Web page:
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Apple has updated its MacBook Pro family with Intel's Sandy Bridge processors (which include integrated on-die HD Graphics), a new FaceTime HD camera and, most interestingly, the first implementation of an Intel-co-developed I/O technology called Thunderbolt (formerly codenamed Light Peak).
The entry-level 13in. MacBook Pro comes with a 2.3GHz dual-core Core i5 processor, integrated HD Graphics and a 320GB hard drive and costs from £832.50 (ex. VAT). A 2.7GHz Core i5 CPU model with a 500GB of storage starts at £1,082.50 (ex. VAT).
The mid-range 15in. MacBook Pro with a 2.0GHz quad-core Core i7 processor, discrete AMD Radeon HD 6490M graphics and a 500GB hard drive costs from £1,290.83 (ex. VAT); a 2.2GHz Core i7 model with Radeon HD 6750M graphics and 750GB of storage starts at £1,540.83 (ex. VAT).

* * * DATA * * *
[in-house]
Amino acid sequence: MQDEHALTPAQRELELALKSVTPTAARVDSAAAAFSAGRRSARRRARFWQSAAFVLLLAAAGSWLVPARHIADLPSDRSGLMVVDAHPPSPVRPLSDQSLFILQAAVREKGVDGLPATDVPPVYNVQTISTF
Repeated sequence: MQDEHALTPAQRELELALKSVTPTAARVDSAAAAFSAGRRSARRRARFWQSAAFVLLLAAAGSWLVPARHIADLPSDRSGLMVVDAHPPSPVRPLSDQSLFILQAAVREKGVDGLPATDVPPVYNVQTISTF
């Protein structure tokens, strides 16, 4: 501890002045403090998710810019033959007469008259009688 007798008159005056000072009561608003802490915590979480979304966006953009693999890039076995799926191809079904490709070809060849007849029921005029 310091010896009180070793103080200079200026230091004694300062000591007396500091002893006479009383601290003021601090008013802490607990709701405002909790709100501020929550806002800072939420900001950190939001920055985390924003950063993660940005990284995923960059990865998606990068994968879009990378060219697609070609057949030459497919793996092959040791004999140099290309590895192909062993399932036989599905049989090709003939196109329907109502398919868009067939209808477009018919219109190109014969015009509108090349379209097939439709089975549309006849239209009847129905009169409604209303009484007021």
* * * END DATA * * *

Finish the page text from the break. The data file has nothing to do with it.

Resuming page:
The top-end 17in. MacBook Pro has a 2.2GHz Core i7, AMD Radeon HD 6750M graphics and a 750GB hard drive and costs £1,749.17 (ex. VAT).
Thunderbolt technology supports data transfers at up to 10Gbps in each direction at the same time, and carries both PCI Express and DisplayPort traffic. Future implementations that use fibre-optic cables rather than copper will have a theoretical transfer rate of 100Gbps. Thunderbolt products are backwards-compatible with existing Mini-DisplayPort devices as they use the same connector (DisplayPort, DVI, HDMI and VGA displays can be used via existing adapters); up to six Thunderbolt devices can be daisychained.
Apple and Intel expect the technology to be widely used in professional audio and video applications.